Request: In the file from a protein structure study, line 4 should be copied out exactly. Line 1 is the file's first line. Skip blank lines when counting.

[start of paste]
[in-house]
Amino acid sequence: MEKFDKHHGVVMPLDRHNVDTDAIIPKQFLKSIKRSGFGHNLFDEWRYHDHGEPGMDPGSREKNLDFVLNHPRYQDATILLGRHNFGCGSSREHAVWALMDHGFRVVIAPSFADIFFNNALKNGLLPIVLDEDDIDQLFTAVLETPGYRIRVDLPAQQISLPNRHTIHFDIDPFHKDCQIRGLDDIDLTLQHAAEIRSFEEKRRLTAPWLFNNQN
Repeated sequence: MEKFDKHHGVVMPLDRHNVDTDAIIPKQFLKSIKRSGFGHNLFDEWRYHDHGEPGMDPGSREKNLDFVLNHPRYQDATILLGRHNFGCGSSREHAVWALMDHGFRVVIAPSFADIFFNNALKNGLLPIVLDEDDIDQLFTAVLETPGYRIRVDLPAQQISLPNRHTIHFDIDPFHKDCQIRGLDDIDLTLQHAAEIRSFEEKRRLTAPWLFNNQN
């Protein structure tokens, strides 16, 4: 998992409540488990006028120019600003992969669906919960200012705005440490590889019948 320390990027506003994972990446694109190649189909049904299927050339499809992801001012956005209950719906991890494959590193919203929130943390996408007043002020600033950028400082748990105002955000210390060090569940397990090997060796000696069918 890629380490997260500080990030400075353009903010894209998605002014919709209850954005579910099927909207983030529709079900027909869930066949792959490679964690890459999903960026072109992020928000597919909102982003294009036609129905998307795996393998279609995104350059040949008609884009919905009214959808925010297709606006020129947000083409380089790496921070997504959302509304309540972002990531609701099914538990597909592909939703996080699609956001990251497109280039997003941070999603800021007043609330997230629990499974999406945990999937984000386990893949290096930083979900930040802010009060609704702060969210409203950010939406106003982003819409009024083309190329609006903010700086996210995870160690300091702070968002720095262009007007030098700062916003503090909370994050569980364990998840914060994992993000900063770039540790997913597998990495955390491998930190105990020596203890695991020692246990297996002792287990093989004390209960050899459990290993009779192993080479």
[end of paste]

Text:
């Protein structure tokens, strides 16, 4: 998992409540488990006028120019600003992969669906919960200012705005440490590889019948 320390990027506003994972990446694109190649189909049904299927050339499809992801001012956005209950719906991890494959590193919203929130943390996408007043002020600033950028400082748990105002955000210390060090569940397990090997060796000696069918 890629380490997260500080990030400075353009903010894209998605002014919709209850954005579910099927909207983030529709079900027909869930066949792959490679964690890459999903960026072109992020928000597919909102982003294009036609129905998307795996393998279609995104350059040949008609884009919905009214959808925010297709606006020129947000083409380089790496921070997504959302509304309540972002990531609701099914538990597909592909939703996080699609956001990251497109280039997003941070999603800021007043609330997230629990499974999406945990999937984000386990893949290096930083979900930040802010009060609704702060969210409203950010939406106003982003819409009024083309190329609006903010700086996210995870160690300091702070968002720095262009007007030098700062916003503090909370994050569980364990998840914060994992993000900063770039540790997913597998990495955390491998930190105990020596203890695991020692246990297996002792287990093989004390209960050899459990290993009779192993080479």